Professor of Pathology and Radiation Oncology
Co-Leader, Cancer Immunology Program
NYU School of Medicine
New York, New York
Harnessing the patient’s own immune system against his or her established cancer has proven to be a successful strategy at least in some patients. Within the last five years, several antibodies blocking critical “checkpoints” that control the activation of T cells, the immune cells able to kill cancer cells, have been approved for use in patients with melanoma and lung cancer. Until now less success has been achieved in breast cancer, probably because when most tumors are diagnosed, the tumor has already established a strong immunosuppressive microenvironment. Drs. Formenti and Demaria have achieved promising results by blocking multiple immune inhibitory targets in combination with radiation therapy in laboratory models. However, only a small proportion of the experimental tumors are completely eradicated. It has become evident that a broadly successful immunotherapy for breast cancer requires a concerted immunization strategy based on a combinatorial approach designed to overcome the existing immunosuppressive microenvironment of the breast tumor. Drs. Formenti and Demaria believe this strategy has the potential to unleash powerful anti-tumor responses and improve the outcome of metastatic breast cancer.The long-term goal of their BCRF research is to optimize the use of radiotherapy to “immunize” patients against their own breast cancer by understanding the mechanism of resistance and defining the best interventions to achieve success. They will test ways to specifically target the tumor site and avoid the serious side effects associated with systemic immune activation.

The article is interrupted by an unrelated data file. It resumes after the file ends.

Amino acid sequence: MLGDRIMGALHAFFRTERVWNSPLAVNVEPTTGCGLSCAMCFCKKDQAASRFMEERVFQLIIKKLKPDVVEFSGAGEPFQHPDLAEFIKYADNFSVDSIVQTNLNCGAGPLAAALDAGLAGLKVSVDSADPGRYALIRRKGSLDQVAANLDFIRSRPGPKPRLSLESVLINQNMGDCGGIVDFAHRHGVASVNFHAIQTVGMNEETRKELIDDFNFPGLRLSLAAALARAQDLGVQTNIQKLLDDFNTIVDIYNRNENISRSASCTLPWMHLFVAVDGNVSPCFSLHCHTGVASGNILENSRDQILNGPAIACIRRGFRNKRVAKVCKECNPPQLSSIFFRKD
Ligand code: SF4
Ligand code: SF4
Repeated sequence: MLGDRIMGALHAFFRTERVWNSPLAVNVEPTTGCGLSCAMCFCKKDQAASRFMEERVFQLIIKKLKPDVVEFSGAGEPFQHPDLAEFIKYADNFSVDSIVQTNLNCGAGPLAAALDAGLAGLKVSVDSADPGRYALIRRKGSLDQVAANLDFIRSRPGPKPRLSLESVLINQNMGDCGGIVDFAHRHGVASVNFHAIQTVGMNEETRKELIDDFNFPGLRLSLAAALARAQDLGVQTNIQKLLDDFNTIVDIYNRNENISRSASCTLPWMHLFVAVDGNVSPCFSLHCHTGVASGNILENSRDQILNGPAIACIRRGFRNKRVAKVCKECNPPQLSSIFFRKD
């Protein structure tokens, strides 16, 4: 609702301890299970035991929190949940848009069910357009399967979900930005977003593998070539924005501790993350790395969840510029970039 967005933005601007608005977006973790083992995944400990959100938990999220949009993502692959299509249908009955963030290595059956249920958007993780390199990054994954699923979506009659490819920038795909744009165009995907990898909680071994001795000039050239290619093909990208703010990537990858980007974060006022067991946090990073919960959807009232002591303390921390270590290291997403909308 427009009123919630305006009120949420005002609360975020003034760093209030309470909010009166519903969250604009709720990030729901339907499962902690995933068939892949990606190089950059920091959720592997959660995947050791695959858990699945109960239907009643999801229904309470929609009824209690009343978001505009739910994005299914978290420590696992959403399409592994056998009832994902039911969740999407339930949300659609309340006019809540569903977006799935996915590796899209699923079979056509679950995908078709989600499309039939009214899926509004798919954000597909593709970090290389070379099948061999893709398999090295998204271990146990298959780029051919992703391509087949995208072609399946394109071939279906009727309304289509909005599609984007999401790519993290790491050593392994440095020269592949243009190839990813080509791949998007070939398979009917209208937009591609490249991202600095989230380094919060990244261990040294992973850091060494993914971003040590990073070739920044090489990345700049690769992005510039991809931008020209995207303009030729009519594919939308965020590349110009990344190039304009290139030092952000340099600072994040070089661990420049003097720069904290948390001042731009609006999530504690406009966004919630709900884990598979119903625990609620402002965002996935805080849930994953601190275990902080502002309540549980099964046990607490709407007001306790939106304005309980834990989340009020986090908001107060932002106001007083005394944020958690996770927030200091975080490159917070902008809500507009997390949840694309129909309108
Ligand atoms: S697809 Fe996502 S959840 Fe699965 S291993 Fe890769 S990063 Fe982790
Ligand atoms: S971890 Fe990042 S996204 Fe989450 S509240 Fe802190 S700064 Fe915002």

Sandra Demaria obtained her MD from the University of Turin, Italy, then moved to New York City for postdoctoral training in immunology followed by training in pathology at New York University (NYU) School of Medicine in the anatomic pathology/research residency track. After completing the residency Dr. Demaria remained on the faculty at NYU where she is currently Professor of Pathology and Radiation Oncology. She serves as co-leader of the Cancer Immunology program of NYU Cancer Institute, and is Scientific Director of the Immune Monitoring Core. She is also a member of the Breast Cancer program and an attending pathologist in the breast cancer service. She heads a laboratory studying innovative treatments for metastatic breast and other cancers. Her work is focused on understanding the mechanisms whereby local radiotherapy generates an in situ tumor vaccine, and exploiting this property of radiation to improve the response to immunotherapy. Studies from her lab have demonstrated that local radiotherapy is synergistic with different immunotherapies in pre-clinical breast cancer models. She has been working in partnership with Dr. Silvia Formenti for the past decade to develop a novel treatment paradigm exploiting the immune adjuvant effects of radiotherapy and translate the pre-clinical findings to the clinic. She holds leadership positions in national professional societies, including the Radiation Research Society, where she served as Council member from 2009-2012, and the Society for Immunotherapy of Cancer (SITC) where she currently serves as chair of the Council for Immunotherapy Education and Outreach and as board member.